National Think Tank Finds US Households Getting Poorer, Calls for College Savings Incentives

More than one in four U.S. households are asset poor, meaning they lack savings or other assets to cover basic expenses for three months if a layoff or other emergency leads to loss of income, according to the 2012 Assets & Opportunity Scorecard published by the Corporation for Enterprise Development (CFED).

The Scorecard also shows 43% of households are “liquid asset poor,” which excludes assets such as homes that can’t be easily converted to cash.

On the topic of education, the CFED offers a mixed bag:

“While Scorecard data show that K-12 math and reading proficiency increased between 2007 and 2011, proficiency remains extremely low: Only 35% of 8th graders are proficient in math and just 34% are proficient in reading. College attainment is up by 3% since 2007 and the gap between attainment for whites and people of color has decreased by 2%—31% of whites and 20% of people of color now hold four-year degrees. Unfortunately, increased college attainment has been coupled with increased college debt: The average debt for graduating college seniors has risen 19% since 2007 to $25,250.”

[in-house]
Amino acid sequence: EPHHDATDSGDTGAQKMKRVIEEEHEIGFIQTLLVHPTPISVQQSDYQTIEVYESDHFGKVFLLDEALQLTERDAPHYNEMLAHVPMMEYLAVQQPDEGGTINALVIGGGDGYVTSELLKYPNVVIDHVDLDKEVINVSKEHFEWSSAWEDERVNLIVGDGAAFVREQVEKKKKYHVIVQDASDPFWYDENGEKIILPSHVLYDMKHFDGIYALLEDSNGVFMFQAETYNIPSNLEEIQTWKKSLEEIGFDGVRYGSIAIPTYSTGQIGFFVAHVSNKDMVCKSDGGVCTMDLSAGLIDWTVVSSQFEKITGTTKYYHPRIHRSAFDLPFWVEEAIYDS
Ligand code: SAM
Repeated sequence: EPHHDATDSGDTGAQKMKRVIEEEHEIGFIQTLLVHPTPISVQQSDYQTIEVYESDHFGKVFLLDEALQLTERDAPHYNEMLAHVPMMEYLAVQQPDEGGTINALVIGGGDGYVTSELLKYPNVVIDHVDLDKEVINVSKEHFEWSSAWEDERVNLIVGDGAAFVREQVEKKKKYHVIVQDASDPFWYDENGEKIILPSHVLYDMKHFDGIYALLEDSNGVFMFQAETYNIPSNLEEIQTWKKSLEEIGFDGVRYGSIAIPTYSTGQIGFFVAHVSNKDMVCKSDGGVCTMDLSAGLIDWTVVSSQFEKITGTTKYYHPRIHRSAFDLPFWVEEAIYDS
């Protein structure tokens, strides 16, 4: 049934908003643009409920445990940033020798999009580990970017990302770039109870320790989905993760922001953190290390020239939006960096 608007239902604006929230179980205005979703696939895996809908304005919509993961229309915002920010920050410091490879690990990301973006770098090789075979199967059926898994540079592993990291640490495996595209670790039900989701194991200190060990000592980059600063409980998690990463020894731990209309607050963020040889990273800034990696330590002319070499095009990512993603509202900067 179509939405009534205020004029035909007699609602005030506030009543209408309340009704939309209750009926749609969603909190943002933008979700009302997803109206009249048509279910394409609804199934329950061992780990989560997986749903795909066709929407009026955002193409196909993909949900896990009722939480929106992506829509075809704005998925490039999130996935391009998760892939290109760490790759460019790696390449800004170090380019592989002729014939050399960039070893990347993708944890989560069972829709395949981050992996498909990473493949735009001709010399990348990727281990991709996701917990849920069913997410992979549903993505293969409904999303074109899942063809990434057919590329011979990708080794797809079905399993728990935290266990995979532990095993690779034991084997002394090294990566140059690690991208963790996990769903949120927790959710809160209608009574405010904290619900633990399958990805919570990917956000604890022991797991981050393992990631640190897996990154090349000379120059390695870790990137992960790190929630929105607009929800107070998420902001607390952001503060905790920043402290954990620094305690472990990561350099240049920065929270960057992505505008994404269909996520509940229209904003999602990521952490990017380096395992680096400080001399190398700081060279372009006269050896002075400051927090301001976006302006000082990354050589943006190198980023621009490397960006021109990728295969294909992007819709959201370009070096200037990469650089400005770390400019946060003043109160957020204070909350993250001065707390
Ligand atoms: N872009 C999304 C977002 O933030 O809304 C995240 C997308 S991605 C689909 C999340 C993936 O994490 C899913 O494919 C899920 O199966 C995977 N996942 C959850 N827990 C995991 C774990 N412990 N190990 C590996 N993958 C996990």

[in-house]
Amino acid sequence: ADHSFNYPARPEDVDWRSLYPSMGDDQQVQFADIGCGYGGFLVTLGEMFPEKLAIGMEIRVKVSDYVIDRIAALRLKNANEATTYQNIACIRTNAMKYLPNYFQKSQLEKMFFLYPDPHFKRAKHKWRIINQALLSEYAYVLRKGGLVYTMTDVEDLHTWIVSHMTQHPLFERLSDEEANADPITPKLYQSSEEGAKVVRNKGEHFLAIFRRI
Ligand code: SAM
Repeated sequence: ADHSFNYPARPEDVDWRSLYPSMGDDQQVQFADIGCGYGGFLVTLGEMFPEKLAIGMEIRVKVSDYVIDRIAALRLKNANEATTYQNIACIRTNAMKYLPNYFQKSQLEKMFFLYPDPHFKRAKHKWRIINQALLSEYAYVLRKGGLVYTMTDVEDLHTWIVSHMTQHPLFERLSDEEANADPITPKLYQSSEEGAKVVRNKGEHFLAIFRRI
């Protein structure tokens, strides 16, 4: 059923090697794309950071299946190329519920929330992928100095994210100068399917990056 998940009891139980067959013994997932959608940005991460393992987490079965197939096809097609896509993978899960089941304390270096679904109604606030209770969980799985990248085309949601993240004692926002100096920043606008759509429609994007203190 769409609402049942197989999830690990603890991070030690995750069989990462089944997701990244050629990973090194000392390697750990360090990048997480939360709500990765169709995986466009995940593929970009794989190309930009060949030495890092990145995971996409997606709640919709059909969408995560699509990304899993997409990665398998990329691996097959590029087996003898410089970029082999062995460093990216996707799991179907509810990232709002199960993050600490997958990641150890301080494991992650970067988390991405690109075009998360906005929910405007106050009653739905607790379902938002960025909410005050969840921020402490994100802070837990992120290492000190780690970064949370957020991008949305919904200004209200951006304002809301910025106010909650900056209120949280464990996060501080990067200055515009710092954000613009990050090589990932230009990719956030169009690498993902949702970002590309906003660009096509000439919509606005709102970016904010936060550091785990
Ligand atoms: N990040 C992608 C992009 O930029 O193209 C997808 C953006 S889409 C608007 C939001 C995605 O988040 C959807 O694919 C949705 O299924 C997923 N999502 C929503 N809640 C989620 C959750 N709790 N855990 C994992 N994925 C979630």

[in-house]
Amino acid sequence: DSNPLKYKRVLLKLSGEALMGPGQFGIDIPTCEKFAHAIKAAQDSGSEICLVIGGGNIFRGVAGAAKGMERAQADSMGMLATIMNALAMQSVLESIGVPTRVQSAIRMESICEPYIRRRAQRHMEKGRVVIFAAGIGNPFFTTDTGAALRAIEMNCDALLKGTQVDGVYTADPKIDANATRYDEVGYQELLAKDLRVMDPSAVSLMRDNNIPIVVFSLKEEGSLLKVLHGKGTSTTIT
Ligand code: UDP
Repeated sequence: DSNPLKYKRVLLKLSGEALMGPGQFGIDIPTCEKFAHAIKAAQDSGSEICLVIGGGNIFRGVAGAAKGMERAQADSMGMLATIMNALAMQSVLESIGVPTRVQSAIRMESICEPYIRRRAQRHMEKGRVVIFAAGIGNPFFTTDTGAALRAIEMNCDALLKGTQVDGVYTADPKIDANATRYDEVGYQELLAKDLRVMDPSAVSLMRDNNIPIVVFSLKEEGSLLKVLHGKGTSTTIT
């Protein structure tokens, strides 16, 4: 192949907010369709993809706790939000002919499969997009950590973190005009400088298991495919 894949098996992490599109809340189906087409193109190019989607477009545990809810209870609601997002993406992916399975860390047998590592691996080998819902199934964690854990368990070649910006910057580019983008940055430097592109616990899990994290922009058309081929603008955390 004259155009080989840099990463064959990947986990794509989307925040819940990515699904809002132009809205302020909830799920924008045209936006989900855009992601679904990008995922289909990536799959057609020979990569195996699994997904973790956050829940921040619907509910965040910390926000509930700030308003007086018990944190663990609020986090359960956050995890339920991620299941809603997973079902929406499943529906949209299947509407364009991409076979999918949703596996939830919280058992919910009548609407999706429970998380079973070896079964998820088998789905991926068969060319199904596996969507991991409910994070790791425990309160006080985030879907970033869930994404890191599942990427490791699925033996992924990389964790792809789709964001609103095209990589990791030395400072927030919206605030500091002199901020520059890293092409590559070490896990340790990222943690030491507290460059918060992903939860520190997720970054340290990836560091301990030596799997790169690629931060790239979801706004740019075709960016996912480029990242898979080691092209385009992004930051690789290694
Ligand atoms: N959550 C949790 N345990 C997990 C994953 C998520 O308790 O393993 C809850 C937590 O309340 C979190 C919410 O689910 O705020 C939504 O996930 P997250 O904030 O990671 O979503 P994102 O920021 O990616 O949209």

The CFED offers a dozen policy recommendations including college savings incentives. “Escalating costs discourage low-income students from pursuing postsecondary education,” the D.C.-based nonprofit notes. “College savings not only help pay for college, they also increase aspirations and college success. States can help families save by matching their deposits into 529 college savings accounts and removing barriers to saving such as fees and minimum deposit requirements.”

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